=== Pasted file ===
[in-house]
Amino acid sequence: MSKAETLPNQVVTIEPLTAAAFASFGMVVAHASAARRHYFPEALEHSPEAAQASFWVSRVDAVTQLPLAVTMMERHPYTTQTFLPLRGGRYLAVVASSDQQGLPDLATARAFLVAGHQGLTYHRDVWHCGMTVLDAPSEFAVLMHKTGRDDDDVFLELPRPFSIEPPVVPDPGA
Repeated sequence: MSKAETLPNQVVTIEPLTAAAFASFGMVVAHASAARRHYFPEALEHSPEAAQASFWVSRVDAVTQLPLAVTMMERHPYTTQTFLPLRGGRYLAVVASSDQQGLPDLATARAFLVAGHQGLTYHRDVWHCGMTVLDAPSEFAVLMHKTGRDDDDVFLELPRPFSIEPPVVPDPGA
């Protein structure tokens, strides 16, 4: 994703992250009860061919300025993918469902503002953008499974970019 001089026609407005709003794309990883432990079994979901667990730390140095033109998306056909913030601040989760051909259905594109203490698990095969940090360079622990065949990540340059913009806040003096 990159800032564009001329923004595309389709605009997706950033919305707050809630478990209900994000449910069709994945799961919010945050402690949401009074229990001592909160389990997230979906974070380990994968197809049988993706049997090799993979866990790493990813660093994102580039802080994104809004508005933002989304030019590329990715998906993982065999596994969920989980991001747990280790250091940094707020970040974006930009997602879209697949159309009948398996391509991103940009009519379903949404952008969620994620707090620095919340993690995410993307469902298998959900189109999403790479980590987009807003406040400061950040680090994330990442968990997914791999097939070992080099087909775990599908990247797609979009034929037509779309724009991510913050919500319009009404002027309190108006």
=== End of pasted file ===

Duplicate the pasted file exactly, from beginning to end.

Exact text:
[in-house]
Amino acid sequence: MSKAETLPNQVVTIEPLTAAAFASFGMVVAHASAARRHYFPEALEHSPEAAQASFWVSRVDAVTQLPLAVTMMERHPYTTQTFLPLRGGRYLAVVASSDQQGLPDLATARAFLVAGHQGLTYHRDVWHCGMTVLDAPSEFAVLMHKTGRDDDDVFLELPRPFSIEPPVVPDPGA
Repeated sequence: MSKAETLPNQVVTIEPLTAAAFASFGMVVAHASAARRHYFPEALEHSPEAAQASFWVSRVDAVTQLPLAVTMMERHPYTTQTFLPLRGGRYLAVVASSDQQGLPDLATARAFLVAGHQGLTYHRDVWHCGMTVLDAPSEFAVLMHKTGRDDDDVFLELPRPFSIEPPVVPDPGA
């Protein structure tokens, strides 16, 4: 994703992250009860061919300025993918469902503002953008499974970019 001089026609407005709003794309990883432990079994979901667990730390140095033109998306056909913030601040989760051909259905594109203490698990095969940090360079622990065949990540340059913009806040003096 990159800032564009001329923004595309389709605009997706950033919305707050809630478990209900994000449910069709994945799961919010945050402690949401009074229990001592909160389990997230979906974070380990994968197809049988993706049997090799993979866990790493990813660093994102580039802080994104809004508005933002989304030019590329990715998906993982065999596994969920989980991001747990280790250091940094707020970040974006930009997602879209697949159309009948398996391509991103940009009519379903949404952008969620994620707090620095919340993690995410993307469902298998959900189109999403790479980590987009807003406040400061950040680090994330990442968990997914791999097939070992080099087909775990599908990247797609979009034929037509779309724009991510913050919500319009009404002027309190108006």